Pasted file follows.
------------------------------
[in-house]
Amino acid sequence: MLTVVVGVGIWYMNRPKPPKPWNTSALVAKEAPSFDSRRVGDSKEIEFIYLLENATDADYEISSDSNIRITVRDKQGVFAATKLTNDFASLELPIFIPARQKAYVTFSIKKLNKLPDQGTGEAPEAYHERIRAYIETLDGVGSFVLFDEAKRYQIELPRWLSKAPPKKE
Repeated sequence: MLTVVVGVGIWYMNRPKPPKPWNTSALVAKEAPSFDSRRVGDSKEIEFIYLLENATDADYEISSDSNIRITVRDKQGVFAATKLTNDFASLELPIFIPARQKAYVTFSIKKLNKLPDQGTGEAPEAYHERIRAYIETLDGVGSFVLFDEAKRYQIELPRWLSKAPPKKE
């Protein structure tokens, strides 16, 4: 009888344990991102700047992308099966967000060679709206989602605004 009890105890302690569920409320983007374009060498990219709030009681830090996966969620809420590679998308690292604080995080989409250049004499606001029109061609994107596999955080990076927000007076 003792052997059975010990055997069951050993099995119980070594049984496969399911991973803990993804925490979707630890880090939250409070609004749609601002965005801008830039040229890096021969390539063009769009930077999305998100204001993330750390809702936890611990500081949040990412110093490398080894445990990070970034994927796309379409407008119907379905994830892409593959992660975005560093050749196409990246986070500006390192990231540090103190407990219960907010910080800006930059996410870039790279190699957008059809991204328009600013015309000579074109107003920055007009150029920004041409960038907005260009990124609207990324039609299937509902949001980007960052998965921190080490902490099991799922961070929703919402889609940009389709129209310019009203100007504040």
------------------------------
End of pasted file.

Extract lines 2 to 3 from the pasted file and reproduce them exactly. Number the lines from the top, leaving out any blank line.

Amino acid sequence: MLTVVVGVGIWYMNRPKPPKPWNTSALVAKEAPSFDSRRVGDSKEIEFIYLLENATDADYEISSDSNIRITVRDKQGVFAATKLTNDFASLELPIFIPARQKAYVTFSIKKLNKLPDQGTGEAPEAYHERIRAYIETLDGVGSFVLFDEAKRYQIELPRWLSKAPPKKE
Repeated sequence: MLTVVVGVGIWYMNRPKPPKPWNTSALVAKEAPSFDSRRVGDSKEIEFIYLLENATDADYEISSDSNIRITVRDKQGVFAATKLTNDFASLELPIFIPARQKAYVTFSIKKLNKLPDQGTGEAPEAYHERIRAYIETLDGVGSFVLFDEAKRYQIELPRWLSKAPPKKE